Guillain-Barré syndrome is an immune-mediated demyelinating polyneuropathy characterized by proximal and distal weakness, distal sensory loss, autonomic symptoms, cranial nerve involvement, and respiratory failure in 25% of patients. Treatment consists of either intravenous immunoglobulin therapy or plasmapheresis, both of which have been shown in clinical studies to be equally effective. Plasmapheresis should be avoided in patients who have labile blood pressures or infection. Intravenous immunoglobulin is contraindicated in patients with renal insufficiency, congestive heart failure, or IgA deficiency. Both of these treatments are expensive and have potential morbidity and should therefore be reserved for patients who are unable to walk independently, have impaired respiratory function, or have rapidly progressive weakness.
Studies of oral corticosteroid therapy and intravenous methylprednisolone have shown no significant clinical improvement in patients with Guillain-Barré syndrome.
- Guillain–Barré syndrome is characterized by proximal and distal weakness, autonomic symptoms, cranial nerve involvement, and respiratory failure.
- Treatment of Guillain–Barré syndrome with either intravenous immunoglobulin or plasmapheresis is indicated in patients who cannot walk independently or who have impaired respiratory function or rapidly progressive weakness.
Correct answer: D. Refer to a vascular surgeon.
This patient has clear evidence of peripheral neuropathy, given his history and physical examination. Absence of claudication does not rule out distal vessel disease, which is more common in patients who have diabetes. This patient has several risk factors for peripheral arterial disease, including type 2 diabetes, cigarette smoking, hypertension, hyperlipidemia, and prior history of a vascular episode. Chronic neuropathic ulcers are often complicated by peripheral arterial disease and will not heal if the peripheral circulation remains compromised. Further work-up should therefore include an estimation of the ankle-brachial index and a referral to a vascular surgeon for consideration of an angiogram to define the vascular anatomy and determine the possible need for surgical intervention. No medical treatments (for example, changing his antihypertensive regimen) other than prophylactic measures such as risk factor management that includes smoking cessation are very effective in the treatment of advanced peripheral arterial disease. Debridement and local dressings only delay the healing process in the absence of further assessment. A nerve conduction study is not likely to further contribute to an already established diagnosis.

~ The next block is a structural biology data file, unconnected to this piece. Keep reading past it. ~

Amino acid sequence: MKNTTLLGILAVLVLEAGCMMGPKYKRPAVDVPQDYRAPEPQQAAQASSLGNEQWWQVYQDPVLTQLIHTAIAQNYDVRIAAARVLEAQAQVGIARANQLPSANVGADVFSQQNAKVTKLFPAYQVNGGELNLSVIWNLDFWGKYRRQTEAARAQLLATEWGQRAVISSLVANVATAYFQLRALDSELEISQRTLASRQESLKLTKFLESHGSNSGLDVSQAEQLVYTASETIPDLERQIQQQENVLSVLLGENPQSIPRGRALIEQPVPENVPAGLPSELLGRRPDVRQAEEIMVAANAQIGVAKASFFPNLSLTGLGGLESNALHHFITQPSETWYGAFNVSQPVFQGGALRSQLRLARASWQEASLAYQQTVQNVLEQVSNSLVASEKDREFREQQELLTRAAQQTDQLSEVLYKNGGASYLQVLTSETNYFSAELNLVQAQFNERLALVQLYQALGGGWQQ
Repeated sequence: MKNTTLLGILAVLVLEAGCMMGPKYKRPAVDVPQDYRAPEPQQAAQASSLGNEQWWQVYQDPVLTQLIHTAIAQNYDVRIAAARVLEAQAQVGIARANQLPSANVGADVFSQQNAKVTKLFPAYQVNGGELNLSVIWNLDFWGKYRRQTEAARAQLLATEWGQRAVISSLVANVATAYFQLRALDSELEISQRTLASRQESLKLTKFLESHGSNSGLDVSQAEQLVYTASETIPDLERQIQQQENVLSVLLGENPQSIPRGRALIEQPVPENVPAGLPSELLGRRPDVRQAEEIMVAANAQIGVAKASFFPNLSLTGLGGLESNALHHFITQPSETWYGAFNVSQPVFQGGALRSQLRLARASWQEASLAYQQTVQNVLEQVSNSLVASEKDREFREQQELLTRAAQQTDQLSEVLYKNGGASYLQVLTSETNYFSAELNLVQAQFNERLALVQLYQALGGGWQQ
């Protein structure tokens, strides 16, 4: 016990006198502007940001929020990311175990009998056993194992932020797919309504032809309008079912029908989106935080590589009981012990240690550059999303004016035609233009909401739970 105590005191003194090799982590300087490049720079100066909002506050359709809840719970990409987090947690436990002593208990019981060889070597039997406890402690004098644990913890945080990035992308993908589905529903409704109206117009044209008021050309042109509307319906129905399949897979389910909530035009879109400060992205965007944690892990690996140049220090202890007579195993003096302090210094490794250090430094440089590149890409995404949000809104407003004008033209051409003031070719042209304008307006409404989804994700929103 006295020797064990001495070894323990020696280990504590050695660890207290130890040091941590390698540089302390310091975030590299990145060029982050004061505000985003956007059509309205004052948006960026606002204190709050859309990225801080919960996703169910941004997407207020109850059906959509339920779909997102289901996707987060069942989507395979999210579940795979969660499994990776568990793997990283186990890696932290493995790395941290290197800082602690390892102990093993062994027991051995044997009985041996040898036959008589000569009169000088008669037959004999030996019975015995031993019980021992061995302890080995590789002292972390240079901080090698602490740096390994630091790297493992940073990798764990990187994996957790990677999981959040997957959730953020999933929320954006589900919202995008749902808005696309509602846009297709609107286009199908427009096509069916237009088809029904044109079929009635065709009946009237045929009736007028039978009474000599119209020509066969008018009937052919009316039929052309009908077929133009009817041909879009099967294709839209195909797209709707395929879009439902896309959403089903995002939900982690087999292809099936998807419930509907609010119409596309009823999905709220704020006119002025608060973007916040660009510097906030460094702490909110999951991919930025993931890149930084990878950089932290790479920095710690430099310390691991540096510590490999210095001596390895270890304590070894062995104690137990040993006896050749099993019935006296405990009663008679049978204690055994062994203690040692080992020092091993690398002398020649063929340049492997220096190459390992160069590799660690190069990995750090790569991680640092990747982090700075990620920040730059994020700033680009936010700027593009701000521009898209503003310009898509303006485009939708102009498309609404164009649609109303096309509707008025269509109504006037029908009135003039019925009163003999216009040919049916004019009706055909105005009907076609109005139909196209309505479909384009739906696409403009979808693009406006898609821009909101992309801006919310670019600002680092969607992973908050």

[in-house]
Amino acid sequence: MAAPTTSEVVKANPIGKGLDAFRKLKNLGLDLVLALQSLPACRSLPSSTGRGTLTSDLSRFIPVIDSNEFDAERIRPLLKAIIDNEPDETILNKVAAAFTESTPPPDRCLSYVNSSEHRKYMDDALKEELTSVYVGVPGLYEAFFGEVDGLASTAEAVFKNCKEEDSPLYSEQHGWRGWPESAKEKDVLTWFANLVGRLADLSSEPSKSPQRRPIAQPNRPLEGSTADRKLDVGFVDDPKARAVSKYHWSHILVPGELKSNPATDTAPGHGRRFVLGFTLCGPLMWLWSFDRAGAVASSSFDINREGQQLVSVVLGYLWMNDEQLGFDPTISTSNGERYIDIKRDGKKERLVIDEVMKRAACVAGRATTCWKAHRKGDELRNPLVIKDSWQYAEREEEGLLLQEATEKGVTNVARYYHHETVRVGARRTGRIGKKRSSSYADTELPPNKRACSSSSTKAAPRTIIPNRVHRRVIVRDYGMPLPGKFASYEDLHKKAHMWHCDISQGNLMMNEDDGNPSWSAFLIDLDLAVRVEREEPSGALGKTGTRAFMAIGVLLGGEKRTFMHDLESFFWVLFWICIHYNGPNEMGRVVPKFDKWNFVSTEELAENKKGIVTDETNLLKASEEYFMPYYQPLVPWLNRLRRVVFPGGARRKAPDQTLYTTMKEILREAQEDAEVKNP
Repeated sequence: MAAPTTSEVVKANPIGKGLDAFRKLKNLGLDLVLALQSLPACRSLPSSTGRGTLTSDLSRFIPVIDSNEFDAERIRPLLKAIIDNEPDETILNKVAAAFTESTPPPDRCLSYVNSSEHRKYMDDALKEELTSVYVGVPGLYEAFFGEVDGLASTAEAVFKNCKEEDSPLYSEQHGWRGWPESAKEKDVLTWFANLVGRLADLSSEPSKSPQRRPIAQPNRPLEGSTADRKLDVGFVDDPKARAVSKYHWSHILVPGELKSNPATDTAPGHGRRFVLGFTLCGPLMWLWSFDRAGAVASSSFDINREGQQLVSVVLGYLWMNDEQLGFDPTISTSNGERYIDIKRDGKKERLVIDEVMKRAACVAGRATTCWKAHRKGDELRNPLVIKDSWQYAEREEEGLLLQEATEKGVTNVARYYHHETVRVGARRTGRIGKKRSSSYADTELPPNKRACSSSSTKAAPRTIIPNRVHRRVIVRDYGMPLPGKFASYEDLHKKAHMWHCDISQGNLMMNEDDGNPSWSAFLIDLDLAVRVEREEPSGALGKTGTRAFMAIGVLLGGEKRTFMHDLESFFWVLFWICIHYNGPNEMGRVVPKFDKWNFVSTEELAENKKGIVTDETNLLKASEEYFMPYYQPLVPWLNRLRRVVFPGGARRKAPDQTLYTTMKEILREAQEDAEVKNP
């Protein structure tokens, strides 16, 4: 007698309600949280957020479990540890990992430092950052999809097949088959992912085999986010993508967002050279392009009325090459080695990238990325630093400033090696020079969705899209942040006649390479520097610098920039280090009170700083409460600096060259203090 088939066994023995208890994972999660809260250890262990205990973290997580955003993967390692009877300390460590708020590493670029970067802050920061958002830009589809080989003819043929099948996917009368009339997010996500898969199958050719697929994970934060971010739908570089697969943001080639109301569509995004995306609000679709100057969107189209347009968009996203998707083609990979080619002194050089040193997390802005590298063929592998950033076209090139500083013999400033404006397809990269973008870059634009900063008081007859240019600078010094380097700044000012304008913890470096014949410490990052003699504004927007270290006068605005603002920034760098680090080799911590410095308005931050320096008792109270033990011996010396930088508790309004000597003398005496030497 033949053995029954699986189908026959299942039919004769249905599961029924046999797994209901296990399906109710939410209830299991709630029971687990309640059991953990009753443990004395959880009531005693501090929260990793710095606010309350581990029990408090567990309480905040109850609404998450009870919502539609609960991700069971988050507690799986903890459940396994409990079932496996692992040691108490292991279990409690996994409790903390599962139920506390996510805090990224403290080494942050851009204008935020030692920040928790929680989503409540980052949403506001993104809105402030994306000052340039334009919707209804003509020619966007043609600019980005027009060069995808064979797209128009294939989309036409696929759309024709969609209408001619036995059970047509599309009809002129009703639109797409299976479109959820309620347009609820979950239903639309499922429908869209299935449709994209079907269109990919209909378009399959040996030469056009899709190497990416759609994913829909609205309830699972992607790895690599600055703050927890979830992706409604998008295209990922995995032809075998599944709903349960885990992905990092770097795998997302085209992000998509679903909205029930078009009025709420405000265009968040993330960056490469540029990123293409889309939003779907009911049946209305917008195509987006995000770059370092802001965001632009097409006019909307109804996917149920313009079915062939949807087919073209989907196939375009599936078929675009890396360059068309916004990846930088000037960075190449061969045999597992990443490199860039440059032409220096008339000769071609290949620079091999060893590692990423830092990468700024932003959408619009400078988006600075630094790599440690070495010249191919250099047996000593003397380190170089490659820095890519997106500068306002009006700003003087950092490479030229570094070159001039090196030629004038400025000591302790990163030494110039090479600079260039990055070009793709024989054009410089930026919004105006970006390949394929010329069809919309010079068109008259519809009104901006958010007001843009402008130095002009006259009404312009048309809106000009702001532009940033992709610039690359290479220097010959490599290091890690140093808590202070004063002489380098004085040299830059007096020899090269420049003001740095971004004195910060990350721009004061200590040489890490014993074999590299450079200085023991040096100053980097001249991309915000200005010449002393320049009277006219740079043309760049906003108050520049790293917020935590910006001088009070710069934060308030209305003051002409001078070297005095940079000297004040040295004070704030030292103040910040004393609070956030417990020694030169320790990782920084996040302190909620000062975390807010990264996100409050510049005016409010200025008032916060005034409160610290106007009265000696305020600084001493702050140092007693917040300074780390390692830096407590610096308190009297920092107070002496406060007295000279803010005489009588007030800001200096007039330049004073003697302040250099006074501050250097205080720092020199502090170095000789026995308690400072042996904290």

- Screen for peripheral arterial disease and refer for vascular studies in patients with neuropathic foot ulcers.
Correct answer: A. Duloxetine.
This patient has painful peripheral neuropathy that is affecting his quality of life. Two drugs have recently been approved for diabetic neuropathic pain—duloxetine (a selective norepinephrine reuptake inhibitor) and pregabalin (an antiepileptic agent). In a recent statement on diabetic neuropathy, the American Diabetes Association has recommended a stepwise approach to management that includes the stabilization of glucose control (because hyperglycemia reduces pain thresholds) followed by the addition of antidepressants and then antiepileptic agents; if these treatments fail to control the pain, the use of opioid drugs and a referral to a pain clinic are recommended. This patient has suboptimal glycemic control; hence, the most appropriate treatment would be to stabilize or improve glucose control and attempt to control the pain with a selective norepinephrine reuptake inhibitor, such as duloxetine, or an anti-epileptic drug. Using an opioid or opioid-like drug, such as oxycodone or tramadol, as the initial treatment for the pain is not appropriate. There is no evidence that topical capsaicin treatment is effective for the management of severe painful neuropathy.
- Painful neuropathy in patients with diabetes is treated with a stepwise approach that includes use of antidepressants and anticonvulsants.